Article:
My wife Ruth and I are rules people. We laugh about it, but it’s true. The rules say to use turn signals, and so I remain to this day a member of the small minority in California who still signal when I make a turn or change lanes. It’s a rule. Ruth and I meticulously separate the trash from the recycling. We have had debates about whether Styrofoam packing material is recyclable. We have called the trash company before to make sure we got it right. We were told it is not recyclable. It’s a rule. But what is the motive of all this attention to turn signals and recycling? Not getting caught! But the meaning of a “Rule” is something that provides a means of measure. Rule of the Order of St Benedict, or of the Franciscans, or the Rule of Life of Brother Lawrence; these were about measuring their journey to the heart of God; taking account of their openness to God.
The Scripture lessons today tell about our need to put our religious rules in the right place in our lives, so that what we look for is not a perfect report card on the rules, but that the rules we follow help us move toward the full conversion of our hearts for God. That is the goal of having a Rule of Life.
In Mark’s Gospel, Jesus challenged the Pharisees to consider where their heart was. He didn’t care whether his disciples followed the ritual purity codes for washing their hands. He challenged the Pharisees, “You abandon the commandment of God and hold to human tradition.” Jesus doesn’t want people’s hearts focused on rules devised by humans; he wants people’s hearts always listening for the heartbeat of God within them. The motivation for actions, for decision making, needs to be opening our heart go God, and learning the heart of God.
The challenge Jesus lays on us is to constantly conduct our own heart-check. We need to remember that the health of our heart-for-God is a choice. Jesus lists all sorts of evils that we have the free will to choose. But he warns that those choices defile us; they damage our relationship with God.
How much of our life in the central coast, how much of the tradition we live by at work, at home, at church (lots of tradition at church), reflects the heart of God? How has your own spirituality grown in your life? Are there changes in you because you have intentionally learned more about the heart of God?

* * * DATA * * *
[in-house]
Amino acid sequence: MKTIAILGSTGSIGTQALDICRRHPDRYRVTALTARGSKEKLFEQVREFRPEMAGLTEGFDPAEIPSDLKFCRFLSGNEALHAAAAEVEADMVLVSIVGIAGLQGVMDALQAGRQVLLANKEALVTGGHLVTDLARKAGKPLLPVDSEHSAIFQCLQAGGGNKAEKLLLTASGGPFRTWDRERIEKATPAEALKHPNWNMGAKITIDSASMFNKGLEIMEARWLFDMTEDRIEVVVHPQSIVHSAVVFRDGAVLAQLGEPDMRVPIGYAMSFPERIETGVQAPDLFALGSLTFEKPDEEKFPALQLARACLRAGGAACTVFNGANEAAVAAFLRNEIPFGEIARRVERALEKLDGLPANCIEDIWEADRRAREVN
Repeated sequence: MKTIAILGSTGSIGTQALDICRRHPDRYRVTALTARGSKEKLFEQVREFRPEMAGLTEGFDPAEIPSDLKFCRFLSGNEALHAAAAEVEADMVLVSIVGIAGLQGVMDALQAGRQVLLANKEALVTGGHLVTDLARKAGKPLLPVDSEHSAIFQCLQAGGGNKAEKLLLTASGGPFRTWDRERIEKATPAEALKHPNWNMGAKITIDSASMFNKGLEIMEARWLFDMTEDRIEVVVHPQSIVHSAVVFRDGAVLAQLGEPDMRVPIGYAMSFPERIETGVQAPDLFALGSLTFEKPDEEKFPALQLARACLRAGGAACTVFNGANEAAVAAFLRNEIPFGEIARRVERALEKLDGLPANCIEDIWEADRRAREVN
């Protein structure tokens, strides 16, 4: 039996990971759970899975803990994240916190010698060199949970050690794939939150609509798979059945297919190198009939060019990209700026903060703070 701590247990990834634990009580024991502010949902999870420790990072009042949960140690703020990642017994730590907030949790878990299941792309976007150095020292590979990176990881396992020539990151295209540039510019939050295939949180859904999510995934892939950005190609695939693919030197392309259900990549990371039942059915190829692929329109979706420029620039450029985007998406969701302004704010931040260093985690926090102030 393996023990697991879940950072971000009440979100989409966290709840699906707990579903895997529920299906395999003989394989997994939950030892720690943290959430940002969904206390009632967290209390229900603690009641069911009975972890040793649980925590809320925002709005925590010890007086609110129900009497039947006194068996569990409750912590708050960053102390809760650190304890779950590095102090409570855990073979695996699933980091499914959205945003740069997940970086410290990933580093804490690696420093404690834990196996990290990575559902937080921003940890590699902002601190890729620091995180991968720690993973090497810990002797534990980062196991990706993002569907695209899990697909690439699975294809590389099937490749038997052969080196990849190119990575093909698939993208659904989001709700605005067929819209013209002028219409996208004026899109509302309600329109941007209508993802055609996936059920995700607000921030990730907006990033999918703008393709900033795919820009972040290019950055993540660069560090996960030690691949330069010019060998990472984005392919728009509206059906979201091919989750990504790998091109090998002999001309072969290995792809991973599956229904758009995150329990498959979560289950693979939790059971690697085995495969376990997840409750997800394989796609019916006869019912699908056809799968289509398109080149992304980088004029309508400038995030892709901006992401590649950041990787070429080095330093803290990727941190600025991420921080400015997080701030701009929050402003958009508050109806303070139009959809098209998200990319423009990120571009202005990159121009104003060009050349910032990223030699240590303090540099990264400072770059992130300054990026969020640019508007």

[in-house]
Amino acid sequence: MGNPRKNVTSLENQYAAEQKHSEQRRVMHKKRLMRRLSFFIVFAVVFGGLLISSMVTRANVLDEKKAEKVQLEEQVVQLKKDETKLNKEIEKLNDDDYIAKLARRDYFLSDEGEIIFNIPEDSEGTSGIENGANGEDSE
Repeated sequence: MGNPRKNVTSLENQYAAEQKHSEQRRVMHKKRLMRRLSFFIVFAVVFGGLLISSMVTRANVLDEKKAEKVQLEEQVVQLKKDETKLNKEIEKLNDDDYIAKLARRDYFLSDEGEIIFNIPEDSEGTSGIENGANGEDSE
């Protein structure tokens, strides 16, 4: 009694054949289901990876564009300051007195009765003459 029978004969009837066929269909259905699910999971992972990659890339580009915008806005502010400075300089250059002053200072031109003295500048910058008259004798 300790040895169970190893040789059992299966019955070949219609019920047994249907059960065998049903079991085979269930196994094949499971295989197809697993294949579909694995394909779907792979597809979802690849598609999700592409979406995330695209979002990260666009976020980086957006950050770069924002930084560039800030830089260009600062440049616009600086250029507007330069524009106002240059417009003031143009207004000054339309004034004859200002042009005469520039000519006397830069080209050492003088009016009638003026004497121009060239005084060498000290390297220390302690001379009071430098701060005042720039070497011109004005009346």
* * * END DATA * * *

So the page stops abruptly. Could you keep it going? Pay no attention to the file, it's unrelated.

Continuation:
James – the brother of Jesus – gives us 4 steps to take for learning the heart of God. Verse 1:21 says to “welcome the implanted word that has the power to save your souls”. That ‘implanted word’ is God’s Word in the Bible, and God’s Word written in our hearts.
James 1:25, ’look into the perfect law, the law of liberty.’ The Greek word here for ‘look’ means to ’carefully investigate.’ That’s why we have Journeys and Bible Studies throughout the year; they gets us into carefully investigating God’s word.
James 1:25 says that as we study God’s Word, we need to persevere. So we need to not just read God’s Word, but reflect on it, discuss it, and let it sink into our hearts. We make available copies of Forward Day-by-Day; and in our Bible Study, I ask that everybody have a good study Bible. Another tool is to use sticky notes for a favorite – or a troublesome – passage. These are ways to get into the context, and the deeper meaning of God’s Word, so we can persevere in learning about the heart of God.
James 1:25 says as we study and persevere, we need to not forget.” As we persevere in our study of God’s Word, we will begin to remember more and more of it.
The message from James and from Jesus is to live our life with the heart of God beating in us. Tradition is important to us Episcopalians; as we mirror the worship practices of the little house churches of the first century, and the decorum of the third century church when it took on the look of the Roman empire. And while our tradition forms a ‘home base’ for us, our life as Christians is not supposed to be about a rules driven religion, but about love driven worship. (repeat)
We are not called upon to only listen to the Word of God, but to study it. Persevere in finding its deeper meaning. Remember it. And respond to it as the Spirit leads us.
The real goal in our faith journey is not to check off a list of godly accomplishments, but to experience a conversion of our hearts. Listen for the heartbeat of God beating within you. Amen.